4 questions you need to ask yourself as a software developer | by Amrit Pal Singh | March 2022

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These questions help you stay on track

Photo by Fab Lentz on Unsplash

The software industry is one of the most dynamic and rapidly changing industries. And the rate of change is accumulating and accelerating in the years to come.

Hot new technologies arrive almost every year and gradually disappear within a few years. This requires software developers to continually learn new technologies, languages, etc. at a rapid pace.

I often ask myself these questions to be on the right track —

Problem solving is one of the most important aspects of being a great software developer. You can easily find dozens of problems in your daily work. Along with that, there will be enough repetitive work that will chase you every day.

You have to find a balance and continue to work through these issues. Automate everything you can so you don’t have to do the same thing over and over again.

“Every problem has its solution. You just have to be creative enough to find it. — Travis Kalanick

“If it doesn’t add value, it’s wasteful.” -Henry Ford

Very often we get stuck in our daily tasks. We try to find solutions to problems without asking ourselves: what value does it add?

We need to assess the value that these tasks bring to the business. Walk away, look at the bigger picture, and prioritize them.

“Learn continuously. There is always something to learn.” —Steve Jobs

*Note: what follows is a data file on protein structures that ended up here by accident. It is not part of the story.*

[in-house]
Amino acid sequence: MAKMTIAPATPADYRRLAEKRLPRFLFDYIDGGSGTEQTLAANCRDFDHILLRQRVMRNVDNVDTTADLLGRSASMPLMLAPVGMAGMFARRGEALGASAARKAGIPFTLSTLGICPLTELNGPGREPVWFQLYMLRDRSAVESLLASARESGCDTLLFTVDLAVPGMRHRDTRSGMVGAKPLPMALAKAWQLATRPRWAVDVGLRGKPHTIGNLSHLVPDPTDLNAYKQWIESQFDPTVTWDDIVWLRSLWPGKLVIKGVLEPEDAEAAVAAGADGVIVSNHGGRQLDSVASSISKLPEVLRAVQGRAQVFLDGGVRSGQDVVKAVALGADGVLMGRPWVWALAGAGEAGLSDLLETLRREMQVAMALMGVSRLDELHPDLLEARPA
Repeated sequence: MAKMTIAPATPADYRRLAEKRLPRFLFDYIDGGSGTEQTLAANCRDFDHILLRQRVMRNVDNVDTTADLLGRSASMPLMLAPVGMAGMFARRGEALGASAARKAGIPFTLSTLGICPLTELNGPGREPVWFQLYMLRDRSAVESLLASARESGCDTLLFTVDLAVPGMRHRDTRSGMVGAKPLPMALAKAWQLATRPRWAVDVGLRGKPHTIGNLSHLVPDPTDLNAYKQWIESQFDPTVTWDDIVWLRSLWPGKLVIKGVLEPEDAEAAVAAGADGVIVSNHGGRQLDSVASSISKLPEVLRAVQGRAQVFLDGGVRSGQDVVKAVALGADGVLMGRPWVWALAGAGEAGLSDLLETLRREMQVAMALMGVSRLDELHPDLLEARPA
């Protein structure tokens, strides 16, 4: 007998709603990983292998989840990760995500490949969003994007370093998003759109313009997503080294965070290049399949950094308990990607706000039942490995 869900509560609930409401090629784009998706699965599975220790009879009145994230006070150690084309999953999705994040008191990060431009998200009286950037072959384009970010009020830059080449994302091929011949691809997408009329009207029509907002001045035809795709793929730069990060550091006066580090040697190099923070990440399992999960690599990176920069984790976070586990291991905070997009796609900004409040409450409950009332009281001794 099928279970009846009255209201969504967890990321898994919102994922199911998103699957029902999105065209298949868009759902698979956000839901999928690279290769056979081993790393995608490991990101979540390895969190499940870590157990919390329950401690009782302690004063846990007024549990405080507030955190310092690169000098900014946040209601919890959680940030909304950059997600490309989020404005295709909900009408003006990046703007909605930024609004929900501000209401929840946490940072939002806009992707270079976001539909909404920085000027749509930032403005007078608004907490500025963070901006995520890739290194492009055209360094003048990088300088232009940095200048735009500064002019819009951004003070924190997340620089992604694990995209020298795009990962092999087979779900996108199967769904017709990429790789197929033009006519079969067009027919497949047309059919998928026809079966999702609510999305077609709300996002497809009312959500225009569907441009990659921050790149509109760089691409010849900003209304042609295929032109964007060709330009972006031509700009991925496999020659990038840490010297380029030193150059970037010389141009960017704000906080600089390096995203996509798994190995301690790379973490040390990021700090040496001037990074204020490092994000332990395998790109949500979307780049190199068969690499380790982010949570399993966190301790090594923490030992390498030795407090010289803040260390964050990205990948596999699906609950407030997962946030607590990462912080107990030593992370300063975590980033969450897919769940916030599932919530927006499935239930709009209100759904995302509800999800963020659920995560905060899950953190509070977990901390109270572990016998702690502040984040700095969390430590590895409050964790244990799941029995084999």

Skills disappear very quickly these days. You’re learning a skill that’s hot and outdated within a few years.

In the age of technology and AI, higher education does not guarantee a good job or job security. Even if you get a job, you must continually learn new skills to keep your job and grow.

Rapid skill upgrading is the key to the world we live in. You need to learn new, more creative skills to improve yourself, your work, and therefore your life.

“Only by giving can you receive more than you already have.” —Jim Rohn

We all use open source software in our daily lives and at work. Not just software and tools, you can find solutions to many problems you face at work.

It’s a great idea to give back to the community. At work, we solve many problems that many others might also face. Isn’t it great if we make these little pieces of code open source that will benefit others?

In today’s world, problem solving and quick learning matter most. The questions I have listed are ones I often ask myself to assess how I am doing.

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